Pink Zelda from Cocktails on Tap, The Art of Mixing Spirits and Beer (Stewart, Tabori and Chang, March 2015) by Jacob Grier proves they can work it done.



1 egg white

2 oz. (60 ml) gin, preferably Small’s

3/4 oz. fresh lime juice

3/4 oz. Kriek Syrup, see recipe below

Raspberries, for garnish




Combine the ingredients in a shaker and shake without ice to aerate the egg white.

Add ice and shake again. Strain the drink into a chilled cocktail glass and garnish with the raspberries. Serves 1

Kriek Syrup

1 cup (240 ml) Kriek Lambic Reduction, see page 104

1 cup (200 g) sugar

Combine the kriek reduction and sugar in a pot and heat, stirring, until the sugar has dissolved. Store the syrup in a sealed bottle in the refrigerator. It will keep for several weeks. Makes about 1 3/4 cups (420 ml)

(* Recipe reproduced with permission from 'Cocktails on Tap' by Jacob Grier - Stewart, Tabori and Chang, March 2015- Photographs: David L. Reamer)

Sweet and Bright, Dazzle Your Valentine with Lemon Chiffon Strawberry Cake' by Gesine Bullock-Prado

Want to dazzle your Valentine? Here's a recipe that will make her/him melt, from Let Them Eat CakeClassic, Decadent Desserts with Vegan, Gluten-Free & Healthy Variations (Stewart, Tabori and Chang, March 2015) by Gesine Bullock-Prado...


{Makes one 12-inch-long (30.5-cm-long) rectangular cake}

This cake is springtime in your mouth. The combination of strawberries and lemon is sweet and bright, and there’s just enough mint in the pastry cream to refresh without overwhelming the fruit. The almond paste that drapes over this cake adds a richness and balance with every bite. Everything in this cake works in symmetry, so why not build the cake to look symmetrical? I did and it’s gorgeous.


For the Mint and Almond Pastry Cream 

¾ cup (180 ml) whole milk
¾ cup (180 ml) heavy cream
3 large fresh mint leaves, cut into thin strips
4 large egg yolks
⅓ cup (65 g) sugar
¼ cup (30 g) cornstarch
Pinch of salt
1 tablespoon unsalted butter
½ teaspoon almond extract

For the Strawberry Coulis

¼ cup (50 g) finely chopped strawberries
3 tablespoons sugar
1 tablespoon lemon juice

For the Lemon Chiffon Cake 

4 large eggs, at room temperature, separated
½ cup (120 ml) lemon juice
¼ cup (60 ml) plus 2 tablespoons organic grapeseed oil
Grated zest of 2 lemons
1 cup (120 g) pastry flour
1 cup (200 g) sugar
1 teaspoon baking powder
½ teaspoon salt
½ teaspoon cream of tartar

To Finish

3 cups (720 ml) cold heavy cream
1 pound (455 g) small strawberries, hulled (about 30)
7 ounces (200 g) almond paste
A few fresh mint leaves

Lemon Chiffon Strawberry Cake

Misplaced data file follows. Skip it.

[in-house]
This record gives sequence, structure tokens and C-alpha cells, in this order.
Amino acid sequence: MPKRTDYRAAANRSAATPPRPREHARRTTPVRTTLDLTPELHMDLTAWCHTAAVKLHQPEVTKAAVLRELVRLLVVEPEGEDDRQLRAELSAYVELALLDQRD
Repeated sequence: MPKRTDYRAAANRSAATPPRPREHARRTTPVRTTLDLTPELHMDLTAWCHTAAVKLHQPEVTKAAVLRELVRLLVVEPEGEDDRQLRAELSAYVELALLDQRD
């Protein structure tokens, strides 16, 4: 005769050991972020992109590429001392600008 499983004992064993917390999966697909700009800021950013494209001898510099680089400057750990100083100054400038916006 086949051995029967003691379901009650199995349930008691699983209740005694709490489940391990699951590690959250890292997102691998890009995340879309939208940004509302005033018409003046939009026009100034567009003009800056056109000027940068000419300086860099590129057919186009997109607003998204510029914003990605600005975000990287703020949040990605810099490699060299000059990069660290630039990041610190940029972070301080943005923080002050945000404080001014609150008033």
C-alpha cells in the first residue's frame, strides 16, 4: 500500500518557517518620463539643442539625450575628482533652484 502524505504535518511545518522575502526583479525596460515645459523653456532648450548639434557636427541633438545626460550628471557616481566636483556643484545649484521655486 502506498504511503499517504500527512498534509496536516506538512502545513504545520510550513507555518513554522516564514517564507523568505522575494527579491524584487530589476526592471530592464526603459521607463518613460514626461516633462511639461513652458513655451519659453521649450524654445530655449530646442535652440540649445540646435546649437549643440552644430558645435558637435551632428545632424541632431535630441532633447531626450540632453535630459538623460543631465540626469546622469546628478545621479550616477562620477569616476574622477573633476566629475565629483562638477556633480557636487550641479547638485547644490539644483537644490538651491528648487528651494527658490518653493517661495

Make the mint and almond pastry cream:

Combine the milk, cream, and mint in a large saucepan and bring to a simmer.
In a large bowl, combine the egg yolks, sugar, cornstarch, and salt. Whisk until the mixture ribbons thickly. Slowly add the hot milk mixture to the egg yolk mixture, whisking all the while so that the eggs don’t curdle. Continue whisking until smooth.

Transfer the mixture back to the saucepan and whisk over medium heat until the mixture thickens to the consistency of mayonnaise. Remove from the heat and add the butter and almond extract, whisking until combined. Pour the pastry cream through a fine sieve into a large bowl. Cover the pastry cream with plastic wrap, making sure to press the plastic wrap onto the surface of the cream to prevent a skin from forming. Refrigerate until completely cool, about 2 hours.

Make the Strawberry Coulis:

In a small saucepan, combine the strawberries, sugar, and lemon juice and simmer over low heat until the strawberries are very soft and all the sugar has dissolved, about 10 minutes.

Transfer the coulis to a blender and process until smooth. Pour through a sieve into a small bowl. Cover with plastic wrap and chill in the fridge until cool, about 30 minutes.

Make the Lemon Chiffon Cake

Preheat the oven to 325°F (165°C). Line a sheet pan with parchment paper and spray lightly with nonstick cooking spray.

In a large bowl, whisk together the egg yolks, lemon juice, oil, and lemon zest. Sift the flour, ½ cup (100 g) of the sugar, the baking powder, and salt over the egg yolk mixture and whisk until
very smooth.

In the bowl of a stand mixer fitted with the whisk attachment, combine the egg whites and cream of tartar. Whisk on high until the egg whites turn white and increase slightly in volume.